Is Grupo Bimbo. de (BMV:BIMBOA) A Risky Investment?

By
Simply Wall St
Published
September 27, 2021
BMV:BIMBO A
Source: Shutterstock

Warren Buffett famously said, 'Volatility is far from synonymous with risk.' When we think about how risky a company is, we always like to look at its use of debt, since debt overload can lead to ruin. We can see that Grupo Bimbo, S.A.B. de C.V. (BMV:BIMBOA) does use debt in its business. But is this debt a concern to shareholders?

What Risk Does Debt Bring?

Debt and other liabilities become risky for a business when it cannot easily fulfill those obligations, either with free cash flow or by raising capital at an attractive price. In the worst case scenario, a company can go bankrupt if it cannot pay its creditors. However, a more common (but still painful) scenario is that it has to raise new equity capital at a low price, thus permanently diluting shareholders. Of course, the upside of debt is that it often represents cheap capital, especially when it replaces dilution in a company with the ability to reinvest at high rates of return. The first step when considering a company's debt levels is to consider its cash and debt together.

See our latest analysis for Grupo Bimbo. de

What Is Grupo Bimbo. de's Debt?

You can click the graphic below for the historical numbers, but it shows that Grupo Bimbo. de had Mex$88.5b of debt in June 2021, down from Mex$103.3b, one year before. On the flip side, it has Mex$11.9b in cash leading to net debt of about Mex$76.5b.

debt-equity-history-analysis
BMV:BIMBO A Debt to Equity History September 27th 2021

A Look At Grupo Bimbo. de's Liabilities

Zooming in on the latest balance sheet data, we can see that Grupo Bimbo. de had liabilities of Mex$72.0b due within 12 months and liabilities of Mex$151.1b due beyond that. Offsetting this, it had Mex$11.9b in cash and Mex$25.1b in receivables that were due within 12 months. So it has liabilities totalling Mex$186.1b more than its cash and near-term receivables, combined.

This is a mountain of leverage even relative to its gargantuan market capitalization of Mex$253.4b. Should its lenders demand that it shore up the balance sheet, shareholders would likely face severe dilution.

In order to size up a company's debt relative to its earnings, we calculate its net debt divided by its earnings before interest, tax, depreciation, and amortization (EBITDA) and its earnings before interest and tax (EBIT) divided by its interest expense (its interest cover). This way, we consider both the absolute quantum of the debt, as well as the interest rates paid on it.

Grupo Bimbo. de has net debt worth 1.7 times EBITDA, which isn't too much, but its interest cover looks a bit on the low side, with EBIT at only 4.4 times the interest expense. While these numbers do not alarm us, it's worth noting that the cost of the company's debt is having a real impact. We note that Grupo Bimbo. de grew its EBIT by 22% in the last year, and that should make it easier to pay down debt, going forward. When analysing debt levels, the balance sheet is the obvious place to start. But ultimately the future profitability of the business will decide if Grupo Bimbo. de can strengthen its balance sheet over time. So if you're focused on the future you can check out this free report showing analyst profit forecasts.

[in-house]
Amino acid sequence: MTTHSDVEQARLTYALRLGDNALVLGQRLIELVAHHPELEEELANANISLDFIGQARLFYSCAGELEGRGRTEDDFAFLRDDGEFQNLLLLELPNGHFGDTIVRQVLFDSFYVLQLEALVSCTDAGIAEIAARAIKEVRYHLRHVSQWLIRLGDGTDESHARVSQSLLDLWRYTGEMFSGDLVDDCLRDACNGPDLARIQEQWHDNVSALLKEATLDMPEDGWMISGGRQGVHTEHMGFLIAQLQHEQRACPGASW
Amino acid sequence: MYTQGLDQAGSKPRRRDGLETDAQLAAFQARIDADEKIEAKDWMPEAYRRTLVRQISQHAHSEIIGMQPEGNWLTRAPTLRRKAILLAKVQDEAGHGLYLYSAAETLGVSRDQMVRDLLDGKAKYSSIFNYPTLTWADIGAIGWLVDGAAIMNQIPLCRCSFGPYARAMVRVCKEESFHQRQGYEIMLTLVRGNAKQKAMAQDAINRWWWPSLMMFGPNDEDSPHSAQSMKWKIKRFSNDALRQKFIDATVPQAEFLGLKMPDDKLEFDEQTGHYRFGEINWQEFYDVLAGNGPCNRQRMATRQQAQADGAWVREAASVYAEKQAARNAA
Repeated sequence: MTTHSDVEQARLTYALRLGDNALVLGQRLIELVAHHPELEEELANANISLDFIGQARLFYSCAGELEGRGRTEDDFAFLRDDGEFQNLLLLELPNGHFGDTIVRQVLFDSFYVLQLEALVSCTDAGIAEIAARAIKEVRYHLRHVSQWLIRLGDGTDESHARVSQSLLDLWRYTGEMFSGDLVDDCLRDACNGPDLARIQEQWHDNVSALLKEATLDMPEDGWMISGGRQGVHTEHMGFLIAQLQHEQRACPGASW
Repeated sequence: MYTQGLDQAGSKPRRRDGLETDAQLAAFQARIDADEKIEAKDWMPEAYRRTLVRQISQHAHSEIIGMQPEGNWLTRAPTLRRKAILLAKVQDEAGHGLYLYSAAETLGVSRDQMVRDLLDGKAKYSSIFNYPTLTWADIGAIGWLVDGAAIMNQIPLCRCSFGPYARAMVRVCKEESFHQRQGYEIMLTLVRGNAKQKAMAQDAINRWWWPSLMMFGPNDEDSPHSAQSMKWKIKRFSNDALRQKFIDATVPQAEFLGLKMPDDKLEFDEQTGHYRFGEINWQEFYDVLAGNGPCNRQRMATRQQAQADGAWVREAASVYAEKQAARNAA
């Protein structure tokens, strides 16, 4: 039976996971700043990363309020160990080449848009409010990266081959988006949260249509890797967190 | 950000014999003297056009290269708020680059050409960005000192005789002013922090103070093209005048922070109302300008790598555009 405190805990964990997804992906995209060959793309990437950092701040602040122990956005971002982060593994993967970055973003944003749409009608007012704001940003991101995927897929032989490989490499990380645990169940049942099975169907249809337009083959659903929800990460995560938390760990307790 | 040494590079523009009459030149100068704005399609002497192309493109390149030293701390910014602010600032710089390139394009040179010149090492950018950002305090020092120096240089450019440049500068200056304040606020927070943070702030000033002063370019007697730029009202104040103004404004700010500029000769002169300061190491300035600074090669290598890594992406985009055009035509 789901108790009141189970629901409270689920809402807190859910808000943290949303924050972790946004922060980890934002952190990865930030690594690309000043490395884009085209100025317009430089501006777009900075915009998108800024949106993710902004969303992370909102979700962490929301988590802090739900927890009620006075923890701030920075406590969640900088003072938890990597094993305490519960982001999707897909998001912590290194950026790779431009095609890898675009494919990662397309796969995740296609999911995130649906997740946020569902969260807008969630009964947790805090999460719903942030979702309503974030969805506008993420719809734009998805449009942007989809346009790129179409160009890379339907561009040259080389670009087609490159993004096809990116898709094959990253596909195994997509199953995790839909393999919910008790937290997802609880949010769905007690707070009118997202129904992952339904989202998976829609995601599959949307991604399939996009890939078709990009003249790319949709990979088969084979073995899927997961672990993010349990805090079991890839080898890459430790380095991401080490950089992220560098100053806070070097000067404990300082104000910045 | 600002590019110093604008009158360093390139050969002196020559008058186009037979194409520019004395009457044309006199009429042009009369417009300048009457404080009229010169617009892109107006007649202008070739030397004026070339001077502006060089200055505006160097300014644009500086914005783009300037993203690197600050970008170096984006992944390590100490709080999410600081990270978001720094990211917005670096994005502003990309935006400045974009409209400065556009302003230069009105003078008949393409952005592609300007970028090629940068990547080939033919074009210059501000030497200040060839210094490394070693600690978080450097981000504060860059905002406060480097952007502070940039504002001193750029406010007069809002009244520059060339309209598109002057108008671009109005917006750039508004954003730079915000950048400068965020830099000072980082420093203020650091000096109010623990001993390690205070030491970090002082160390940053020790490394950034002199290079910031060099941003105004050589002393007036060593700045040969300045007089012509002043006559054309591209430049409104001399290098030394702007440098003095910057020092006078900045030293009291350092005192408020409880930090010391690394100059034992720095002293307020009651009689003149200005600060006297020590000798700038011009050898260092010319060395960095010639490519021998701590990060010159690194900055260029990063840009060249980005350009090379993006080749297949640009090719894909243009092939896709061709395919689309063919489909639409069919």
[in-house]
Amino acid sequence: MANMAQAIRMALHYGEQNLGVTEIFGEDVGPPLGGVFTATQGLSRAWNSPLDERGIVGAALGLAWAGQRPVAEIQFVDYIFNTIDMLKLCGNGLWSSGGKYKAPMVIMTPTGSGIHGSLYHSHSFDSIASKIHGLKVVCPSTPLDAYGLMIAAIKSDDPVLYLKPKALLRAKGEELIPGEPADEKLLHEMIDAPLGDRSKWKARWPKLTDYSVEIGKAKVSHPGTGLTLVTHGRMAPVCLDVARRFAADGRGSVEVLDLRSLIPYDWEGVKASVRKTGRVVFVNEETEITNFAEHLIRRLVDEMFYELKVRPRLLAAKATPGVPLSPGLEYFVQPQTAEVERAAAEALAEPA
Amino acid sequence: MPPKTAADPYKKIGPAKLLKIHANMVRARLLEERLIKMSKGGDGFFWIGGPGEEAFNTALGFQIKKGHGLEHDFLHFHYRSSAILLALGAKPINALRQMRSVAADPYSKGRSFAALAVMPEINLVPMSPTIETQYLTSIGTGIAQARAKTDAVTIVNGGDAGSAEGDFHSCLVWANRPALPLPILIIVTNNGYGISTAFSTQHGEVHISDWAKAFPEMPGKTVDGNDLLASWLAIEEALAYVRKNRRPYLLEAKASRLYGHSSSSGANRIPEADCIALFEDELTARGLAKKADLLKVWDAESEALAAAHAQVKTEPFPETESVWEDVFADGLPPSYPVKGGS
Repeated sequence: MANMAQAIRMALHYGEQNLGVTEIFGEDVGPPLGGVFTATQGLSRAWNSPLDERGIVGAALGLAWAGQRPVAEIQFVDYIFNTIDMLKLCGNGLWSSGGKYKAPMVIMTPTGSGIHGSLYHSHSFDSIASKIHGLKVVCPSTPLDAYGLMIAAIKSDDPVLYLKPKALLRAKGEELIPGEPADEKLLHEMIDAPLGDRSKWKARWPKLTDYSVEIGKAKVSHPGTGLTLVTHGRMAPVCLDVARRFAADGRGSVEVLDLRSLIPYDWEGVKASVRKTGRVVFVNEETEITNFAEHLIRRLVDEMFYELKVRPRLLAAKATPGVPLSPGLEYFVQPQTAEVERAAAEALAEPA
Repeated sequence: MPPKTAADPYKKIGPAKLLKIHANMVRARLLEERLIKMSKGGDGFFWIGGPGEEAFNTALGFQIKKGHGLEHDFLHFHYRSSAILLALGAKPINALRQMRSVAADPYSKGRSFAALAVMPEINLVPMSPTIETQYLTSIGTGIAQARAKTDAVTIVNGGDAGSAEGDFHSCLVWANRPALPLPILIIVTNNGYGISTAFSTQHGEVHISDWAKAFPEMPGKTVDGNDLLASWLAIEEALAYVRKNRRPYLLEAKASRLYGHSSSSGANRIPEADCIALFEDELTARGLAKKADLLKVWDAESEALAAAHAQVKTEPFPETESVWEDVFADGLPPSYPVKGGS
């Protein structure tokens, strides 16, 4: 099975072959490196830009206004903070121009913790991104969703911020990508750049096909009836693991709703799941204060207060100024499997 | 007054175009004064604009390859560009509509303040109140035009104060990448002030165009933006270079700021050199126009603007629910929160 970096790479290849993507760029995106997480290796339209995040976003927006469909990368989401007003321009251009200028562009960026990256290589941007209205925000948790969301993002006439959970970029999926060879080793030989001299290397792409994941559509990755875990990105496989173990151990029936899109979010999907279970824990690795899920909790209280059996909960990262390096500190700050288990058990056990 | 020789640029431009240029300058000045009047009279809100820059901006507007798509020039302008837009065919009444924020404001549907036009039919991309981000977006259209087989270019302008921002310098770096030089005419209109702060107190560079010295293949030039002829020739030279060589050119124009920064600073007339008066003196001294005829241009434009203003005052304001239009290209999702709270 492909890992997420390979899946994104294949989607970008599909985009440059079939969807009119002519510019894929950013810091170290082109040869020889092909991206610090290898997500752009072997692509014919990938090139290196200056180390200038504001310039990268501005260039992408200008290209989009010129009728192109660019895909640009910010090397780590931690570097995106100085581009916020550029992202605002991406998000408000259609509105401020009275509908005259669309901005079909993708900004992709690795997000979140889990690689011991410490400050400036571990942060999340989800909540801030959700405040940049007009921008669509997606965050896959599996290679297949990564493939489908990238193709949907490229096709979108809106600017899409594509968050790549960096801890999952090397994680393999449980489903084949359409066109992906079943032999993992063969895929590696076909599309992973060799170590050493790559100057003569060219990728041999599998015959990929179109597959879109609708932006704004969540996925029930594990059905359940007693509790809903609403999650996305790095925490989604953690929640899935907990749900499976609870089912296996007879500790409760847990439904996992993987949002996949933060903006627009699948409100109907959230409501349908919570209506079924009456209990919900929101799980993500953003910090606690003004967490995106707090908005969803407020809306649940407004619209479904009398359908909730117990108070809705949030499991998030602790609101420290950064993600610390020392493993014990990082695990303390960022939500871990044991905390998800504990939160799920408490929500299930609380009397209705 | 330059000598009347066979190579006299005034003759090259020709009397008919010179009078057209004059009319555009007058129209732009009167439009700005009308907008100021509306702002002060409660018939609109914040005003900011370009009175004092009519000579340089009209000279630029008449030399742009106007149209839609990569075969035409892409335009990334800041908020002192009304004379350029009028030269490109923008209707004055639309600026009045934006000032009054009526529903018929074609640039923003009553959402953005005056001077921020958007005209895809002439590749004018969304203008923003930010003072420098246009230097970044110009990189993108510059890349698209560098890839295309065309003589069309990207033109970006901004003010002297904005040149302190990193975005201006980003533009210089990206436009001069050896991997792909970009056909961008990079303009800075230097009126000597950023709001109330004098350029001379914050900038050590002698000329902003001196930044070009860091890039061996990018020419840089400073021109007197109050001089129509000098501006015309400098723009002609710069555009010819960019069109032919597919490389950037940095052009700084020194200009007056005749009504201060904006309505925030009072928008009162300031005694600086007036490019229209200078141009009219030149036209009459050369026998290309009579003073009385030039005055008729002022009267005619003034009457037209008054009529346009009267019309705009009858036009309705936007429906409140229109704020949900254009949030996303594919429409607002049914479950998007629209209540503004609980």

Finally, a company can only pay off debt with cold hard cash, not accounting profits. So it's worth checking how much of that EBIT is backed by free cash flow. Over the most recent three years, Grupo Bimbo. de recorded free cash flow worth 72% of its EBIT, which is around normal, given free cash flow excludes interest and tax. This free cash flow puts the company in a good position to pay down debt, when appropriate.

Our View

Grupo Bimbo. de's conversion of EBIT to free cash flow was a real positive on this analysis, as was its EBIT growth rate. Having said that, its level of total liabilities somewhat sensitizes us to potential future risks to the balance sheet. When we consider all the elements mentioned above, it seems to us that Grupo Bimbo. de is managing its debt quite well. But a word of caution: we think debt levels are high enough to justify ongoing monitoring. When analysing debt levels, the balance sheet is the obvious place to start. However, not all investment risk resides within the balance sheet - far from it. For example, we've discovered 1 warning sign for Grupo Bimbo. de that you should be aware of before investing here.

If, after all that, you're more interested in a fast growing company with a rock-solid balance sheet, then check out our list of net cash growth stocks without delay.

This article by Simply Wall St is general in nature. We provide commentary based on historical data and analyst forecasts only using an unbiased methodology and our articles are not intended to be financial advice. It does not constitute a recommendation to buy or sell any stock, and does not take account of your objectives, or your financial situation. We aim to bring you long-term focused analysis driven by fundamental data. Note that our analysis may not factor in the latest price-sensitive company announcements or qualitative material. Simply Wall St has no position in any stocks mentioned.

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Simply Wall St is focused on providing unbiased, high-quality research coverage on every listed company in the world. Our research team consists of data scientists and multiple equity analysts with over two decades worth of financial markets experience between them.